Shared values between Late Boomers and Millennials will shape the landscape of Philanthropy and Societal Change in new and revolutionary ways.
There are five generations alive at once for the first time in US history. This has significant implications socially, culturally and economically. Recently, OPB (PBS) ran a series called America’s Generations which featured Chuck Underwood’s seminal work on the impact this demographic phenomenon will have. He outlines the similarities and differences of each generation, as well as how those features will impact the relationships between them.
Perhaps the most fascinating outcome Underwood predicts is that the Late Boomers (those born between 1956–1964) and the Millennials (birth year 1982 to 1996) will cooperatively build the most creatively powerful, profitable, and societally impactful dynamic the country has ever seen. It makes sense if you consider the kinship between these generations.
“Coming of age during the Great Recession imprinted Millennials in important ways similar to Great Depression-era generations,”1 Late Boomers were raised by parents who went through the economic devastation of their era , and continued to carry over the learned habits austerity required for survival. Both generations share an understanding of the economic roller coaster of modern times and its impact on families and communities. They also understand how change occurs and what it takes to make things different.
The Boomers are known as the “helicopter parents” because of their watchful eye over every aspect of their children’s lives and the closeness they created within the family as a result. And that closeness, due in part to both the tight bonds Millennials have with their parents and the Great Recession, goes beyond graduation. One in three young workers (those under 35) are currently living at home with their parents. 2 This deep connection also carries over into the workforce and explains why (and how) the two interact with each other. The expectations of each other are more personal and go beyond the older, more boundary ladened boss-employee hierarchical structure.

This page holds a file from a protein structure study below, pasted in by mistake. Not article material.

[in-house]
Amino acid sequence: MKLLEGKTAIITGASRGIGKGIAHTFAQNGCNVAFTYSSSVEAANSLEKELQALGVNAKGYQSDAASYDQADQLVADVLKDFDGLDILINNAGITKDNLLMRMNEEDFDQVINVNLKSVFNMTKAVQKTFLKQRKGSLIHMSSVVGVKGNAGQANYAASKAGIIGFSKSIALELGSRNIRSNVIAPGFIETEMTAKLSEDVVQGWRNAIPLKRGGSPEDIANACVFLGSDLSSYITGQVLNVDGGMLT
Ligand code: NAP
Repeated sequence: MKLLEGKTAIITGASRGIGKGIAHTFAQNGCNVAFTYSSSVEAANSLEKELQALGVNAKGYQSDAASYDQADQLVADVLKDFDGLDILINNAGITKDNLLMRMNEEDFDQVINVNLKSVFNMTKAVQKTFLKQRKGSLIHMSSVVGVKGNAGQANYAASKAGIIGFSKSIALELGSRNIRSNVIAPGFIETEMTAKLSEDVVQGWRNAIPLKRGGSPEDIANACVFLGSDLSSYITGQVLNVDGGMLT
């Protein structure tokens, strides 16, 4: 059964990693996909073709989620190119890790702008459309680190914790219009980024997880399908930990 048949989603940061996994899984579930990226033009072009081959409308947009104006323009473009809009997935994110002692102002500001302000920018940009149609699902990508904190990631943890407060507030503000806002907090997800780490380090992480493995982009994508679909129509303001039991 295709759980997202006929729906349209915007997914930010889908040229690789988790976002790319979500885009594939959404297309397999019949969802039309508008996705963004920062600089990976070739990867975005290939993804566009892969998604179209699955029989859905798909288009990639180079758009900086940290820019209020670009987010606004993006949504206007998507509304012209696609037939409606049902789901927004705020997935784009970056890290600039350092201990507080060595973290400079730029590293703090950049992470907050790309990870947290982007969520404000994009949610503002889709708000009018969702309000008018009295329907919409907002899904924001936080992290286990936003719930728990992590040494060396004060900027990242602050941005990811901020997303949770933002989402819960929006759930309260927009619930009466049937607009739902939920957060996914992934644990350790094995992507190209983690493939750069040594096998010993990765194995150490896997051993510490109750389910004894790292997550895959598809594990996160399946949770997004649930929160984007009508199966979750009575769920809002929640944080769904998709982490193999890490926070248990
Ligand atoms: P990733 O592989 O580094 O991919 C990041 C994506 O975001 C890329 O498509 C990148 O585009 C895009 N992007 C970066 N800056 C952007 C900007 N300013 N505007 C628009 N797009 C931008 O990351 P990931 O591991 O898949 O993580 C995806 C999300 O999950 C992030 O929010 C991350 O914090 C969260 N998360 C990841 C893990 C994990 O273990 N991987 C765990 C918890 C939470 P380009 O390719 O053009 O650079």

While the Boomers moved out on their own, seeking upward mobility and individual independence, the Millennials are hanging around and building interdependent community connections. Much of their focus is on impactful causes, such as sustainability, housing, health, and human rights, causes that make a difference in their lives and those of the people with whom they are connected directly or indirectly. They embrace and foster hyper-local and global connectedness. Think of this model of service and giving as an evolution of the 60’s communes and social activism. Kindred spirits through shared values. This is where the two generations can connect most powerfully to affect change and “impact investing” is the vehicle. 3
When it comes to harnessing the power of change for the good of all, this collaboration between these two generations is a match made in heaven. The Boomers understand the practically applied idealism of the Millennials and support their hands on “do something about it” approach. The Millennials know the Boomers understand their shared values, so they strongly expect the Boomers to put their resources into the game ethically, while the less affluent Millennials get their hands in the dirt, so to speak. To up the ante even further, when it comes to “giving back”, Millennials, even despite their meager incomes, donate cash-money as well. According to the recent Millennial Impact Report, 75 percent of young people donated to causes in 2011. And the trend is holding steady now in the 20-teens.